FDIC Highlights Resources on Banking for Small Businesses During National Small Business Week
May 6, 2016
Julianne Fisher Breitbeil
The Federal Deposit Insurance Corporation (FDIC) today highlighted the agency's resources to help small businesses get the most from their banking relationships. The information is being emphasized to coincide with National Small Business Week, May 1-7.
Small businesses employ roughly half of all Americans and account for more than 60 percent of net new jobs, according to the U.S. Small Business Administration (SBA). Their ability to generate new jobs depends, in large part, on access to credit and other banking services.
FDIC provides Money Smart for Small Business (MSSB), a practical introduction to topics related to starting and managing a business, as a free educational tool. Developed jointly by the FDIC and the SBA, this instructor-led curriculum consists of 13 modules.
In addition, the following articles from the agency's quarterly newsletter FDIC Consumer News offer strategies to help entrepreneurs and other small business owners and managers avoid fraud or scams and find solid financial options that work for them and their growing companies:
- Banking Tips for Small Businesses: A Checklist for Entrepreneurs
- Paying for Everyday Expenses: Understand the Rules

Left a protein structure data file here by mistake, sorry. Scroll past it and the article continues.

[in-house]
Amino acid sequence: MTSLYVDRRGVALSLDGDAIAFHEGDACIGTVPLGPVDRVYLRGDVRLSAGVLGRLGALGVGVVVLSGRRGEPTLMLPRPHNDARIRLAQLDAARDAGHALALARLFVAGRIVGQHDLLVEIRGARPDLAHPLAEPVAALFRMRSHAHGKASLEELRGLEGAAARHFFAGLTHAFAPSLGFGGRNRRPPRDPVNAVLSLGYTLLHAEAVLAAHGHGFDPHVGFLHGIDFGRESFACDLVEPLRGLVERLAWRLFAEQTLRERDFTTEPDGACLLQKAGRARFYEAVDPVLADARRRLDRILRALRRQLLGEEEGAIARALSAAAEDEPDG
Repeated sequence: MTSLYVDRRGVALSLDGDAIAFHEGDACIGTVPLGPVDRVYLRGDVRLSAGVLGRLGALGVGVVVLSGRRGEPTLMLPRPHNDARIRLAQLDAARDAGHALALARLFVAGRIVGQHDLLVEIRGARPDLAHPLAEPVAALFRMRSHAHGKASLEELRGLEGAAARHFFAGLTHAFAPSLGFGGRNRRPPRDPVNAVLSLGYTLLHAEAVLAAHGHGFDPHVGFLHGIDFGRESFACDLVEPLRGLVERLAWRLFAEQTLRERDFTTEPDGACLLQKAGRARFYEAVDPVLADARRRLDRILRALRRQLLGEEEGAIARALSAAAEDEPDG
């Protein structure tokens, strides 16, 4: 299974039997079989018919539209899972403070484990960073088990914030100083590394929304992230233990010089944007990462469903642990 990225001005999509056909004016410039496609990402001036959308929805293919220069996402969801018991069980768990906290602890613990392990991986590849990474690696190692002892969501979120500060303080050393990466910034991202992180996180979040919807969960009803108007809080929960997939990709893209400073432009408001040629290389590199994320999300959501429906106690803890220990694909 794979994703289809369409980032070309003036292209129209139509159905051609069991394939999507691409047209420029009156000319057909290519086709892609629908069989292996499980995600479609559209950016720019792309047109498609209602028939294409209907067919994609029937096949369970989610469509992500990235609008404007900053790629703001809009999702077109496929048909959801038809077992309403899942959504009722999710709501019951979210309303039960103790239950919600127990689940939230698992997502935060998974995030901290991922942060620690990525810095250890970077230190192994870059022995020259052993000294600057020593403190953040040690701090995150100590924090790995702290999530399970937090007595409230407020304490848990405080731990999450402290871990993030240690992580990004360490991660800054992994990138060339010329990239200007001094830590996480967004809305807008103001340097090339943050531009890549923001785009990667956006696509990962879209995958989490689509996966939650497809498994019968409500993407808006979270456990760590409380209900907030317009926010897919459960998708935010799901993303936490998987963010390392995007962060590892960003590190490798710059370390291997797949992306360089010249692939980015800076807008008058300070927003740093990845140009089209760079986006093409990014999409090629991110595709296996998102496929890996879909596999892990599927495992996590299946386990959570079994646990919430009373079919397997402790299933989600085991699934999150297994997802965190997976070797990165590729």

- The Basics of Accepting Money from the Public
- Deposit Options for Small Businesses
- Frauds Target Small Businesses: Don't Be a Victim
- Common Questions to the FDIC from Small Businesses
- More Help for Small Businesses
- FDIC/SBA Financial Education Curriculum for Small Businesses is Updated and Expanded
For more information on National Small Business Week, visit the Small Business Administration's website.
Congress created the Federal Deposit Insurance Corporation in 1933 to restore public confidence in the nation's banking system. The FDIC insures deposits at the nation's banks and savings associations, 6,182 as of December 31, 2015. It promotes the safety and soundness of these institutions by identifying, monitoring and addressing risks to which they are exposed. The FDIC receives no federal tax dollars—insured financial institutions fund its operations.
FDIC press releases and other information are available on the Internet at www.fdic.gov, by subscription electronically (go to www.fdic.gov/about/subscriptions/index.html) and may also be obtained through the FDIC's Public Information Center (877-275-3342 or 703-562-2200). PR-37-2016